School of Computer Science and Engineering, UNSW

CRICOS Provider No. 00098G

Advanced Functional Programming [COMP4132]

Session 1, 2004

Exercises: Imperative Programming in Haskell

Implement the following programs in Haskell using GHC. In some cases, you have to use some of the non-standard libraries that come with GHC. For this, have a look at GHC's User's Guide and at the documentation of the Hierachical Libraries.

Socket Programming: A Square Server

Write two programs: a server sqd and a client sq. The server started as

sqd PORT

listens on port PORT waiting for clients to connect. A client called as


connects to the server running on the specified HOST and listening on the specified PORT.

The client goes into a loop reading numbers from stdin and sending them to the server. The server upon receiving a number, squares it and sends it back to the client, which prints it to stdout. When the client reads the word quit instead of a number from stdin, it terminates. There is no special facility to terminate the server -- i.e., kill is your friend.

The first version of the server should be single threaded (i.e., only one client at a time can use the server). Then, revise the implementation to make the server multi-threaded, so that it can handle multiple simultaneous client connections. Feel free to implement a server that provides some more interesting funcionality than just computing squares.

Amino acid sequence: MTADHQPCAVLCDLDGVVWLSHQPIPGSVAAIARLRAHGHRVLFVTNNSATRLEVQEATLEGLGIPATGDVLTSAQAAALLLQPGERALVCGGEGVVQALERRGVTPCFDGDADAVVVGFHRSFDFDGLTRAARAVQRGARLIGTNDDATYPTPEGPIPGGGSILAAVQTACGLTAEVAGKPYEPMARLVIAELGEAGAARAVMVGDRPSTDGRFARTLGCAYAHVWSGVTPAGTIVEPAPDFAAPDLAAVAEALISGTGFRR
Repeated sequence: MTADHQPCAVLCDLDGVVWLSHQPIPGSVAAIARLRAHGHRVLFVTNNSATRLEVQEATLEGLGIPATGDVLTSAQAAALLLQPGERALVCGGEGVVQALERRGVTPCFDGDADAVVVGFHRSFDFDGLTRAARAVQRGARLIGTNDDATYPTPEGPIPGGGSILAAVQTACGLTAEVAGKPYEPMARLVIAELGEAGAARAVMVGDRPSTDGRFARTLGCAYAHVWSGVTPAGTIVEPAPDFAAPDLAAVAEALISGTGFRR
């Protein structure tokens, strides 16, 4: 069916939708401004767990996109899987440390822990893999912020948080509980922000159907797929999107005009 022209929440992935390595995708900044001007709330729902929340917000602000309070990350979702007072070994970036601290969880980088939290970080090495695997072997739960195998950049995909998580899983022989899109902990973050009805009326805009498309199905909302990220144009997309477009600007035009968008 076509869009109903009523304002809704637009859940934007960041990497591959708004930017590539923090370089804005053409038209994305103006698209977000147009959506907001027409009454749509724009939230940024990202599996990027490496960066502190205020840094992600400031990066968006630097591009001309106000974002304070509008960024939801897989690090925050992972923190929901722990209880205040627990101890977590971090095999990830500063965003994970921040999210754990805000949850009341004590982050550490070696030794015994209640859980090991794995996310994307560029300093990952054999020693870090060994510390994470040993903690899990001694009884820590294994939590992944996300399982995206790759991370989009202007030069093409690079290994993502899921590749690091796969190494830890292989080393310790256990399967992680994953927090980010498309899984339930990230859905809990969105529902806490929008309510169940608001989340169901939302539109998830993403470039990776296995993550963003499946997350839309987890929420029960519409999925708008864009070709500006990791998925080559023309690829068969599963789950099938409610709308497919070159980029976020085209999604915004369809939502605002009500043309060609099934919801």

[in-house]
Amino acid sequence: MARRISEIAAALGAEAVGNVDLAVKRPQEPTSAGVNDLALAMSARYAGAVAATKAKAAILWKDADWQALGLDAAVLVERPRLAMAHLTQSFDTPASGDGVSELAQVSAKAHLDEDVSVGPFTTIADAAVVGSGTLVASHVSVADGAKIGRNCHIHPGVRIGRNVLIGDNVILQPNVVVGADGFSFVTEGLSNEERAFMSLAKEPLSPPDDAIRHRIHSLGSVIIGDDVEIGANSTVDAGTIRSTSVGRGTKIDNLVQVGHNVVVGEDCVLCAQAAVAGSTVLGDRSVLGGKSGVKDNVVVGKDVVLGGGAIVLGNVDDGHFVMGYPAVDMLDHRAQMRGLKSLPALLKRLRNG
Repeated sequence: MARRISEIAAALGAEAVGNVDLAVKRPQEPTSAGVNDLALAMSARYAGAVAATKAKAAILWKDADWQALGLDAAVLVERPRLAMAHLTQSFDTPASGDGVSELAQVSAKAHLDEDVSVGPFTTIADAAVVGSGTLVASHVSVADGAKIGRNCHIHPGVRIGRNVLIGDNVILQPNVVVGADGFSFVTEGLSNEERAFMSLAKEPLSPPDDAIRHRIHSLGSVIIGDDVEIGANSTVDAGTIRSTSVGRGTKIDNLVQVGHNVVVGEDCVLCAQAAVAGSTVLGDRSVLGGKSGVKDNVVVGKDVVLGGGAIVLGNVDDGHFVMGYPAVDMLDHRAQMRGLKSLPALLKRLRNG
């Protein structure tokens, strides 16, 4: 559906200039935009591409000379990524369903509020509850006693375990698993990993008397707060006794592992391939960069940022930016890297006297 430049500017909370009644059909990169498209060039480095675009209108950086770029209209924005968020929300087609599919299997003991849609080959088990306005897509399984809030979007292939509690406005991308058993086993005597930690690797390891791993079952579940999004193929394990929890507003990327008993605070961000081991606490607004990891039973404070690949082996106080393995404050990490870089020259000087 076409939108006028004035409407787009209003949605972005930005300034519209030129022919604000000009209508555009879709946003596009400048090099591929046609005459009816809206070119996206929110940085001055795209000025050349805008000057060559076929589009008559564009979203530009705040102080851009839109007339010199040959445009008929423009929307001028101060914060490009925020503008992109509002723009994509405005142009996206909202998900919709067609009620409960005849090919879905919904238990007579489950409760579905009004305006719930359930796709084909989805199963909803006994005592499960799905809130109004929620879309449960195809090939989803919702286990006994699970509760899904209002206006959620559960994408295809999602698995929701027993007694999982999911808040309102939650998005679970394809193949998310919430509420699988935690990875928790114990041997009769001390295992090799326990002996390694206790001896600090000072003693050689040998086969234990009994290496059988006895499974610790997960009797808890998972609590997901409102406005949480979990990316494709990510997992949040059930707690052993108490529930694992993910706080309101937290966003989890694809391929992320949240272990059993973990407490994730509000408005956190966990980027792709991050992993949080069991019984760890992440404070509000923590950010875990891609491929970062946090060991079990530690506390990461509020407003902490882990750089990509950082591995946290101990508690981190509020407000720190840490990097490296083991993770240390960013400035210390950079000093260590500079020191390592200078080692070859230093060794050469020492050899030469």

Using C Code from Haskell: Fast Strings

Strings in Haskell are represented as a lists of characters. This makes string processing very convenient, but compared to an array-based representation, it introduces inefficiencies that in some applications need to be avoided.

Implement a module FastString that provides C-style NUL terminated character arrays in Haskell by way of the following interface:

data FastString

toFS     :: String -> FastString
fromFS   :: FastString -> String
appendFS :: FastString -> FastString -> FastString
indexFS  :: FastString -> Int -> Char
updateFS :: FastString -> Int -> Char -> FastString

In your implementation, include a C library consisting of two files fast_string.h and fast_string.c that implement C versions of the fast string operations. Then, make these operations available in Haskell using the FFI.


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